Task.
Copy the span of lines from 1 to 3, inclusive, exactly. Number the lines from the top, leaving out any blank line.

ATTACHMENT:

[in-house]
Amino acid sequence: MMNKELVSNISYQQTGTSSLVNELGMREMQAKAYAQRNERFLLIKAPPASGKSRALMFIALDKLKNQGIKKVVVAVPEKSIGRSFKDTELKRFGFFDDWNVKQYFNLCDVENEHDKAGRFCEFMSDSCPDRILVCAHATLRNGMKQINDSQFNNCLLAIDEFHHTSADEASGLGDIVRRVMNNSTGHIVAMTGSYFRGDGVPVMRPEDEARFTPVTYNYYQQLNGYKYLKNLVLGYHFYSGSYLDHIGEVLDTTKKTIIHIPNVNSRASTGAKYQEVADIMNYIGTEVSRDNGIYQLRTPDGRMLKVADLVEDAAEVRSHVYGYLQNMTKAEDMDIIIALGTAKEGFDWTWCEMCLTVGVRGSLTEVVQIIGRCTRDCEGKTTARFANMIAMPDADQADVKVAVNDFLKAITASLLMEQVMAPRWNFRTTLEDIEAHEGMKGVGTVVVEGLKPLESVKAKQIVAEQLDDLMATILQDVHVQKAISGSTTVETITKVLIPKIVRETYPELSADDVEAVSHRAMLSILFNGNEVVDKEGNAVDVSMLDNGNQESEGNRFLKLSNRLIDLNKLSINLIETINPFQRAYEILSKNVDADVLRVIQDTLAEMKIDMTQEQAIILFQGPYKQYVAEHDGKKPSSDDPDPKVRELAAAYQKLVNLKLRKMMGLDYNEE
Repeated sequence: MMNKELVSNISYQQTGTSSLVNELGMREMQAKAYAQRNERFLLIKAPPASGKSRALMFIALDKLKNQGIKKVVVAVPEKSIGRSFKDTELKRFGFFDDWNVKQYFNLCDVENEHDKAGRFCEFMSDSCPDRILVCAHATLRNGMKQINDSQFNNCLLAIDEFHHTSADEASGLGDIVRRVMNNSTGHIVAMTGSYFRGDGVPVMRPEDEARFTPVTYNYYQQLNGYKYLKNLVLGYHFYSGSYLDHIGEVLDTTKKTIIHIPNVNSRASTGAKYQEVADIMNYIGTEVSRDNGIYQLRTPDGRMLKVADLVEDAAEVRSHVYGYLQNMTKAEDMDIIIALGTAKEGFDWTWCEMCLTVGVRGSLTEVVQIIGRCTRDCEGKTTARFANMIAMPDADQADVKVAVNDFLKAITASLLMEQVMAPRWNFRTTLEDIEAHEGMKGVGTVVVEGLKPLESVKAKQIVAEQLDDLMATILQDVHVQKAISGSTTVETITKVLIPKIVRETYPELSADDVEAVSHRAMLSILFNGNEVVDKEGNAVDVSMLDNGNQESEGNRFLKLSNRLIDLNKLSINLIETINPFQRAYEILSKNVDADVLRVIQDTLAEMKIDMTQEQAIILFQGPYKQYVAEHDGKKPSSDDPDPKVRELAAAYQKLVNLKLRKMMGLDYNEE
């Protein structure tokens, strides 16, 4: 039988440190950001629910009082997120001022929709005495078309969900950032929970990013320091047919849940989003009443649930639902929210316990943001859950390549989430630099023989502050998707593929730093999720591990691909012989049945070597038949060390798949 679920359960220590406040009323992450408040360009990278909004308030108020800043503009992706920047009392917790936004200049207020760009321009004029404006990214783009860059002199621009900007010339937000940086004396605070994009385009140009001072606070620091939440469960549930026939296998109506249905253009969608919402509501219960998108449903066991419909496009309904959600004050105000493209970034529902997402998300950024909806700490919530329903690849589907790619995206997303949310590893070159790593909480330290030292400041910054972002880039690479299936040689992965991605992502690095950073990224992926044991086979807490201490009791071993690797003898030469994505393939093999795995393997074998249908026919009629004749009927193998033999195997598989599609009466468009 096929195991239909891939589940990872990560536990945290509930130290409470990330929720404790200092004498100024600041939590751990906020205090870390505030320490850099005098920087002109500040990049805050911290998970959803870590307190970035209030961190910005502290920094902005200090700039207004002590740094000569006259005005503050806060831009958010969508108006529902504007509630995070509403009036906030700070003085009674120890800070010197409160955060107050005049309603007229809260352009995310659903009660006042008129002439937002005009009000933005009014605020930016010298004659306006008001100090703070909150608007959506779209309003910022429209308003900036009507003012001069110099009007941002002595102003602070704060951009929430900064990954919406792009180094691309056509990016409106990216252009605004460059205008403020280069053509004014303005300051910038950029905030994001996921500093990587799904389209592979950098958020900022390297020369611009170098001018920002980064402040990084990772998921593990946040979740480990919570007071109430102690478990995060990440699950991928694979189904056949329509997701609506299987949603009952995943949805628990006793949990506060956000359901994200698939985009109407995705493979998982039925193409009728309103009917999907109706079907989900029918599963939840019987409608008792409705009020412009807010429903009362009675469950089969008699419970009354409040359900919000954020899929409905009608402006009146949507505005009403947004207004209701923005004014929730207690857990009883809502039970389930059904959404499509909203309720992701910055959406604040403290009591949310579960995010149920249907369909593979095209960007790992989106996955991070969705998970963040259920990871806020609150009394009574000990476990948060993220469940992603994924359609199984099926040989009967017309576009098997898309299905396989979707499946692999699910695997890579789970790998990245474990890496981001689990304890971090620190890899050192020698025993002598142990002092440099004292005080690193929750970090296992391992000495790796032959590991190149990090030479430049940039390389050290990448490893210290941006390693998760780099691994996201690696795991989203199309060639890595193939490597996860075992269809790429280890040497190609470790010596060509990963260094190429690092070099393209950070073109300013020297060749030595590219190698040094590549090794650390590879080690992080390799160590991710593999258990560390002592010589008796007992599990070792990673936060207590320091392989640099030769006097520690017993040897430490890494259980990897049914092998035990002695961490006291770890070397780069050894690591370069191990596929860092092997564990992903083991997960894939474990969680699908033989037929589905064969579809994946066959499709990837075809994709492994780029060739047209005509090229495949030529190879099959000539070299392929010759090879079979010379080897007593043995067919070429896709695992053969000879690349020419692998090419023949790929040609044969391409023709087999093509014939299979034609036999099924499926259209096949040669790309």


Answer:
[in-house]
Amino acid sequence: MMNKELVSNISYQQTGTSSLVNELGMREMQAKAYAQRNERFLLIKAPPASGKSRALMFIALDKLKNQGIKKVVVAVPEKSIGRSFKDTELKRFGFFDDWNVKQYFNLCDVENEHDKAGRFCEFMSDSCPDRILVCAHATLRNGMKQINDSQFNNCLLAIDEFHHTSADEASGLGDIVRRVMNNSTGHIVAMTGSYFRGDGVPVMRPEDEARFTPVTYNYYQQLNGYKYLKNLVLGYHFYSGSYLDHIGEVLDTTKKTIIHIPNVNSRASTGAKYQEVADIMNYIGTEVSRDNGIYQLRTPDGRMLKVADLVEDAAEVRSHVYGYLQNMTKAEDMDIIIALGTAKEGFDWTWCEMCLTVGVRGSLTEVVQIIGRCTRDCEGKTTARFANMIAMPDADQADVKVAVNDFLKAITASLLMEQVMAPRWNFRTTLEDIEAHEGMKGVGTVVVEGLKPLESVKAKQIVAEQLDDLMATILQDVHVQKAISGSTTVETITKVLIPKIVRETYPELSADDVEAVSHRAMLSILFNGNEVVDKEGNAVDVSMLDNGNQESEGNRFLKLSNRLIDLNKLSINLIETINPFQRAYEILSKNVDADVLRVIQDTLAEMKIDMTQEQAIILFQGPYKQYVAEHDGKKPSSDDPDPKVRELAAAYQKLVNLKLRKMMGLDYNEE
Repeated sequence: MMNKELVSNISYQQTGTSSLVNELGMREMQAKAYAQRNERFLLIKAPPASGKSRALMFIALDKLKNQGIKKVVVAVPEKSIGRSFKDTELKRFGFFDDWNVKQYFNLCDVENEHDKAGRFCEFMSDSCPDRILVCAHATLRNGMKQINDSQFNNCLLAIDEFHHTSADEASGLGDIVRRVMNNSTGHIVAMTGSYFRGDGVPVMRPEDEARFTPVTYNYYQQLNGYKYLKNLVLGYHFYSGSYLDHIGEVLDTTKKTIIHIPNVNSRASTGAKYQEVADIMNYIGTEVSRDNGIYQLRTPDGRMLKVADLVEDAAEVRSHVYGYLQNMTKAEDMDIIIALGTAKEGFDWTWCEMCLTVGVRGSLTEVVQIIGRCTRDCEGKTTARFANMIAMPDADQADVKVAVNDFLKAITASLLMEQVMAPRWNFRTTLEDIEAHEGMKGVGTVVVEGLKPLESVKAKQIVAEQLDDLMATILQDVHVQKAISGSTTVETITKVLIPKIVRETYPELSADDVEAVSHRAMLSILFNGNEVVDKEGNAVDVSMLDNGNQESEGNRFLKLSNRLIDLNKLSINLIETINPFQRAYEILSKNVDADVLRVIQDTLAEMKIDMTQEQAIILFQGPYKQYVAEHDGKKPSSDDPDPKVRELAAAYQKLVNLKLRKMMGLDYNEE